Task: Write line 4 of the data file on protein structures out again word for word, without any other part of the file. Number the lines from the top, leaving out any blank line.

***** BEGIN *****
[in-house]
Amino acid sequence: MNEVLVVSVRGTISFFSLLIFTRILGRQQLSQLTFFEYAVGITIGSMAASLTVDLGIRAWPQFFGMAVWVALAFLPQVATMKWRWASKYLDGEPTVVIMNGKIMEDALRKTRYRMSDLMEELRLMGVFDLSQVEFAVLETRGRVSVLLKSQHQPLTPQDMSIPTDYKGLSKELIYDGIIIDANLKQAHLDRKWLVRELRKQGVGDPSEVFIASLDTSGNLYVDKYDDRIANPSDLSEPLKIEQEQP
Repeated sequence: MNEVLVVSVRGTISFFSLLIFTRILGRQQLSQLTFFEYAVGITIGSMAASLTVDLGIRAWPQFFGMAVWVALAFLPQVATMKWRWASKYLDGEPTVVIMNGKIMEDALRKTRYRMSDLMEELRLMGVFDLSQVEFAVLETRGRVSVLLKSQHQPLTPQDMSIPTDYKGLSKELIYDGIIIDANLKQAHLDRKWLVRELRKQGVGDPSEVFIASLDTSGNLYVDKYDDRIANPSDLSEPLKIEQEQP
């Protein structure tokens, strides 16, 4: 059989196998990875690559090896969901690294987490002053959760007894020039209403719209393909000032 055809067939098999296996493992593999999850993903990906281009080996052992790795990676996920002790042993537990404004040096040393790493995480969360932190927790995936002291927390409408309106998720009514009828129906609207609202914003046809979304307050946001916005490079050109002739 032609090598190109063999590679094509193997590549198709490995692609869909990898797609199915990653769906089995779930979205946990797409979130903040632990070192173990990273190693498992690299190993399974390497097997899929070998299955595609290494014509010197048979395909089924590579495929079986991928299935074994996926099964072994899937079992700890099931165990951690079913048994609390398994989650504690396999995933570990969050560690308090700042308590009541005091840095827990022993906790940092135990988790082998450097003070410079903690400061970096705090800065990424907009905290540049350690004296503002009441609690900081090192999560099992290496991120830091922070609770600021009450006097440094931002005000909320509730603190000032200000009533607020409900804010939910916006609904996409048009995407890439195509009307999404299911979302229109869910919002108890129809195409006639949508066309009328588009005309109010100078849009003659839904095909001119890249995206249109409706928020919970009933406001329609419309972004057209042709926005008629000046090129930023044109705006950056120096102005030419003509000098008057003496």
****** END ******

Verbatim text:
């Protein structure tokens, strides 16, 4: 059989196998990875690559090896969901690294987490002053959760007894020039209403719209393909000032 055809067939098999296996493992593999999850993903990906281009080996052992790795990676996920002790042993537990404004040096040393790493995480969360932190927790995936002291927390409408309106998720009514009828129906609207609202914003046809979304307050946001916005490079050109002739 032609090598190109063999590679094509193997590549198709490995692609869909990898797609199915990653769906089995779930979205946990797409979130903040632990070192173990990273190693498992690299190993399974390497097997899929070998299955595609290494014509010197048979395909089924590579495929079986991928299935074994996926099964072994899937079992700890099931165990951690079913048994609390398994989650504690396999995933570990969050560690308090700042308590009541005091840095827990022993906790940092135990988790082998450097003070410079903690400061970096705090800065990424907009905290540049350690004296503002009441609690900081090192999560099992290496991120830091922070609770600021009450006097440094931002005000909320509730603190000032200000009533607020409900804010939910916006609904996409048009995407890439195509009307999404299911979302229109869910919002108890129809195409006639949508066309009328588009005309109010100078849009003659839904095909001119890249995206249109409706928020919970009933406001329609419309972004057209042709926005008629000046090129930023044109705006950056120096102005030419003509000098008057003496």